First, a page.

Filmed in early May of 2020 while most of the world was still under lockdown, dancers used the LFDTCLASS framework to create solo performances informed by our recent project, ‘Mapping Now: Vital Little Plans’ , a map inspired by New York City’s grid systems on the Lower East Side. The map is annotated with statements inspired by the writings of Jane Jacobs and are gentle suggestions or prompts that can be taken into action through reflection, in movement, or on the streets.
In response to Jacobs’ prompts and her work’s foundational principle that: any given public space is defined by the degree to which we participate with it, 101.2 has dancers engage in a movement-based dialogue about the human experience that questions and maps the way we move in public space, and ponders notions of access, of privilege or isolation.
Mapping Now: Vital Little Plans
This project was initiated in March, 2020 as a contribution to New York City’s celebration of Lower East Side history month. It has seen many iterations since then. Moving from a live performance in its first stages, then evolving as an interactive digital work under the rapidly changing contexts of a global pandemic, followed only and encircled by the largest civil rights movement in history. We now see that this project is and always will be a work-in-process. It is like all things that sprout up in moments of adversity and challenge – shaped by changing circumstances. Today we present the work in yet another format. As a map and an offering that might enrich your journey and help mark your path on the road to radical change.
Strengthening community through movement has always been at the core of this project, and at the core of the work we do as an organization. Lo Fi Dance Theory began on the LES six years ago in May of 2014 – and since then our partnerships and projects have unfolded in ways that are always unexpected. Our projects confront new realities, require us to bend our minds and our bodies in order to take on existential and physical challenges – all while posing the questions:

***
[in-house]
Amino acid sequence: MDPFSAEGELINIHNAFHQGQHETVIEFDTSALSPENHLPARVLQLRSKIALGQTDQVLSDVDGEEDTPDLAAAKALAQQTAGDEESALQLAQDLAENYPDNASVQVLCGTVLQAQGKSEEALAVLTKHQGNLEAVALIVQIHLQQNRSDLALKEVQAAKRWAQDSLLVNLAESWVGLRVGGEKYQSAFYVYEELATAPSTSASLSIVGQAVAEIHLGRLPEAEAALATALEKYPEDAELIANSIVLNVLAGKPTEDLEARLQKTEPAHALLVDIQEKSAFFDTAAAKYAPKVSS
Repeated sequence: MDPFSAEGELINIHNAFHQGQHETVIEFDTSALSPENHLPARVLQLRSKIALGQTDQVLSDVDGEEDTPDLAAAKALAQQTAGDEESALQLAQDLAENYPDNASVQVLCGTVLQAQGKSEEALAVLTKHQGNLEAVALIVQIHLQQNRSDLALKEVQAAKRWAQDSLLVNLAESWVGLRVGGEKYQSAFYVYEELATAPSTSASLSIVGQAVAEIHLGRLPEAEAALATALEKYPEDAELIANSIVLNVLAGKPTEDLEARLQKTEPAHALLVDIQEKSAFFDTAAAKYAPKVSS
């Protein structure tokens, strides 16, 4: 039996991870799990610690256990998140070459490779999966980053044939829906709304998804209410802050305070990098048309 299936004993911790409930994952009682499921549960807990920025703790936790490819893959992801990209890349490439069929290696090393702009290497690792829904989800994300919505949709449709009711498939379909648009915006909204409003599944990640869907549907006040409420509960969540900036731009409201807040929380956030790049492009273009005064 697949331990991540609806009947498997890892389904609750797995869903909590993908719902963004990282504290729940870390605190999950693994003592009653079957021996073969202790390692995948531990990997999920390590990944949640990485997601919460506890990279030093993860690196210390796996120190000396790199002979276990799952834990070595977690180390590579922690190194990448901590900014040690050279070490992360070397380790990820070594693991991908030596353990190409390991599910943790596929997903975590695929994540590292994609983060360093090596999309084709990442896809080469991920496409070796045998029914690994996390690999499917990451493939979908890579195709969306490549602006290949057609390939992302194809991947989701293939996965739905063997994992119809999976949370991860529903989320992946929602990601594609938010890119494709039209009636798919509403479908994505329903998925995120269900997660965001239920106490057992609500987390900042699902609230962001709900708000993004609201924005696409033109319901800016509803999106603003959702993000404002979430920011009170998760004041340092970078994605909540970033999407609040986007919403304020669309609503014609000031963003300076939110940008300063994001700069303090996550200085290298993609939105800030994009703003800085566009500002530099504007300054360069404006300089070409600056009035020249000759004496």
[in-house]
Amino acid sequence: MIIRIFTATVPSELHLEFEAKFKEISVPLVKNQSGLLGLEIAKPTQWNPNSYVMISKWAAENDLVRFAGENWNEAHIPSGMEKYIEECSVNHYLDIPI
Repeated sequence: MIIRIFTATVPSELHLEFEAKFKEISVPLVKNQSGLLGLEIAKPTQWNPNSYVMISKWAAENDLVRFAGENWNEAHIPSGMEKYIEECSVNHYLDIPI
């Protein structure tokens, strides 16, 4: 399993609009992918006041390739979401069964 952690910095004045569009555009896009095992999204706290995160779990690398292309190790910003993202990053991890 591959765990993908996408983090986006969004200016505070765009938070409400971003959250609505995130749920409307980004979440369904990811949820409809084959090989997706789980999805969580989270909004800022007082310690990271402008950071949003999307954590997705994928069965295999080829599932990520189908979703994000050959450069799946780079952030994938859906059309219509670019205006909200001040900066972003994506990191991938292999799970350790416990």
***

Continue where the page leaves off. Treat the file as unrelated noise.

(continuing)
Where am I? Where have I been? Where am I going?
We had planned to release the second or third version of the project the week that George Floyd was killed – sparking the movement we’re now all a part of – and requiring another total re-evaluation of this work’s application. The map needed to go through another change, to be stripped down and made naked again, for it to land on something that might help us to address a moment of unprecedented shifts in reality. More questions needed to be asked.
- Could the map be used by everyone?
- Could the map potentially provide solace to people experiencing the rut of isolation? Orfrom the anger resulting from their own complacency? Or from the anger over the
complacency of others?
- Could the map help people evolve their own questions about unjust doctrines andcontemporary existence?
- Did certain philosophies we were holding on the universality of the human conditionneed an overhaul? (The answer there was: yes.)
The map was reshaped again.
Today we offer this work as a means to provoke and critically engage in dialogue about the human experience, to question and map the way we move in public space. It offers vital little plans that you may access at any time, in any way you choose to. We made it so that you can layer on layer, level-up your practice of living with awareness over the long term. It’s your choice. Reach for the levity of abstraction, move so that your heart faces it all – or stand firmly on the ground and ponder notions of access, of privilege or isolation. It can guide you, it can support you, it can take you to your edge and make you feel uncomfortable, and it can then comfort you again. It will only be understood fully if you have taken an oath with yourself. Are you committed to a lifelong practice of dismantling oppression? Are you willing to be an accomplice in this great transformation? Will you keep your interrogation open, and never stop asking :
Where are we? Where have we been? Where are we going?